Allan Jacobs

From Wikipedia, the free encyclopedia
Jump to: navigation, search

Allan B. Jacobs (29 December 1928) is an urban designer, renowned for his publications and research on urban design. His well-known paper "Toward an Urban Design Manifesto", written with Donald Appleyard, describes how cities should be laid out.

Prior to teaching at Berkeley, Professor Jacobs taught at the University of Pennsylvania, and worked on planning projects in the City of Pittsburgh and for the Ford Foundation in Calcutta, India, and spent eight years as Director of the San Francisco Department of City Planning. Honors include a Guggenheim Fellowship, the Berkeley Citation, and the Kevin Lynch Award from the Massachusetts Institute of Technology.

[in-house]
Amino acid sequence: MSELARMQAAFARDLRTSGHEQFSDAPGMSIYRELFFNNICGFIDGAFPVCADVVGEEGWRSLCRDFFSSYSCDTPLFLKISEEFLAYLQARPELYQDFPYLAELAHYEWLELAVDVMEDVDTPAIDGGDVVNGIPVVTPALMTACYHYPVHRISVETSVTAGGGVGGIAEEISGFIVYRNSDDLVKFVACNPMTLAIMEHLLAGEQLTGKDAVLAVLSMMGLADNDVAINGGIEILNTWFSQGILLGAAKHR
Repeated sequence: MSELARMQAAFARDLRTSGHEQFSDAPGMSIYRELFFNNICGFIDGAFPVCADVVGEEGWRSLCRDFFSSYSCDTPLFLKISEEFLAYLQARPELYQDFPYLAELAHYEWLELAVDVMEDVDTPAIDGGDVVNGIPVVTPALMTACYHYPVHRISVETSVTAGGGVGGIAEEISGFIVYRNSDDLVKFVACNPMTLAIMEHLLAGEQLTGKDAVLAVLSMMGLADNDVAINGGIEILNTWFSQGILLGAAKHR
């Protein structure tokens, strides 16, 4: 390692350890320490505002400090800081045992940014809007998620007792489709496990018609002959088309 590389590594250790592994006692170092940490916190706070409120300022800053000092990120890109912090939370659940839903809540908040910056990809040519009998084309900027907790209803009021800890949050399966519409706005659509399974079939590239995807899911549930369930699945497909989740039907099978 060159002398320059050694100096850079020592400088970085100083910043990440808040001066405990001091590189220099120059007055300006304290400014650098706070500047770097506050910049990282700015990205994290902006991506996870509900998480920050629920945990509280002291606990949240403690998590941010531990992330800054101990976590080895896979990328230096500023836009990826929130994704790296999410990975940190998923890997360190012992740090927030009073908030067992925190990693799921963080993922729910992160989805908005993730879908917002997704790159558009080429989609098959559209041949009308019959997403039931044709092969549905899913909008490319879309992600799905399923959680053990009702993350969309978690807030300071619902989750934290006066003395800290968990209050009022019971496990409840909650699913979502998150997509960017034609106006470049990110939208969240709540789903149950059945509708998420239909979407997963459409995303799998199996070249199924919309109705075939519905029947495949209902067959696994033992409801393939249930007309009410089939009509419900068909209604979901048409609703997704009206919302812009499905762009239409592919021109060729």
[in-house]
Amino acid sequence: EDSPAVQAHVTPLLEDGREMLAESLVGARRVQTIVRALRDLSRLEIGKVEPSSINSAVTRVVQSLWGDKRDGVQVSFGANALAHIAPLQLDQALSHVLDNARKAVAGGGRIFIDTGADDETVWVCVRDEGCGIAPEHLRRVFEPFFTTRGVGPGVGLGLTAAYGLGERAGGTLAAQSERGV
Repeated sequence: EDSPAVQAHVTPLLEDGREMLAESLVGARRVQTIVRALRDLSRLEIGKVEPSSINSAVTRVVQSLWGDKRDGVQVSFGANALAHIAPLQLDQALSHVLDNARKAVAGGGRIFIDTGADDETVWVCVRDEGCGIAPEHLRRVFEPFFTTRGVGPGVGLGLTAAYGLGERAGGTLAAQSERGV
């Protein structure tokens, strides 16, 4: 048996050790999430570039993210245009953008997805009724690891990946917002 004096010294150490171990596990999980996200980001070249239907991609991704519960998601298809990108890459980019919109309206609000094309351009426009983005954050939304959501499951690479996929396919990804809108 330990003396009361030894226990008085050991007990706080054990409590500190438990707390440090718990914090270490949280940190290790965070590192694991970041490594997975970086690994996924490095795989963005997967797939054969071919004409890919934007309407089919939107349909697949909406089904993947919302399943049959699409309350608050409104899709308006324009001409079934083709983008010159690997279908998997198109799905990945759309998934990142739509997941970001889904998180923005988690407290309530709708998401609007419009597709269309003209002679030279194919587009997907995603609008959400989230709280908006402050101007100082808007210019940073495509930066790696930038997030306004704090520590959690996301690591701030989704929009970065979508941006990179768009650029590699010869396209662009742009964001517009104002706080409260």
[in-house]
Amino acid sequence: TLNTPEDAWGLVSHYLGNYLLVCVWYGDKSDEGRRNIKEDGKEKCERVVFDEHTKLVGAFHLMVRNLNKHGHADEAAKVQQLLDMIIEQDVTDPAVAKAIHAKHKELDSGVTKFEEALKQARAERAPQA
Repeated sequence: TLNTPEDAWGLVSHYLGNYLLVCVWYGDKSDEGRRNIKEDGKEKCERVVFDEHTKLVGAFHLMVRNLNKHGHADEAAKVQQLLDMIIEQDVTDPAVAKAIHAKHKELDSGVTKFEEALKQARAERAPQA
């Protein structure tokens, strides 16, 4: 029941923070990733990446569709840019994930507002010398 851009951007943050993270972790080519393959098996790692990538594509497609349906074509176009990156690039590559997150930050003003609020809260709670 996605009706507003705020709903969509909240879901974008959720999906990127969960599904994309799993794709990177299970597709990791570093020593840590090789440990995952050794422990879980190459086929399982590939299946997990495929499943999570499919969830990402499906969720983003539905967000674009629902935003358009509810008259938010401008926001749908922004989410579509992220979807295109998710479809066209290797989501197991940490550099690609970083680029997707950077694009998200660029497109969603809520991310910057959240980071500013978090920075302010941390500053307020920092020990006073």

Jacobs taught in the Department of City and Regional Planning at the University of California, Berkeley from 1975 until 2001, teaching courses in city planning and urban design and serving twice as the department's chair. He is currently a Professor emeritus. He is currently a consultant in city planning and urban design with projects in California, Oregon, and Brazil, among others.

Education[edit]

Jacobs earned a Bachelor of Architecture, cum laude, from Miami University and a master's degree in city planning from the University of Pennsylvania in 1954. He then attended the Harvard Graduate School of Design.

From 1954 to 1955, Jacobs was studying city planning as a Fulbright Scholar at University College London.

Notable works[edit]

Honors[edit]

References[edit]

External links[edit]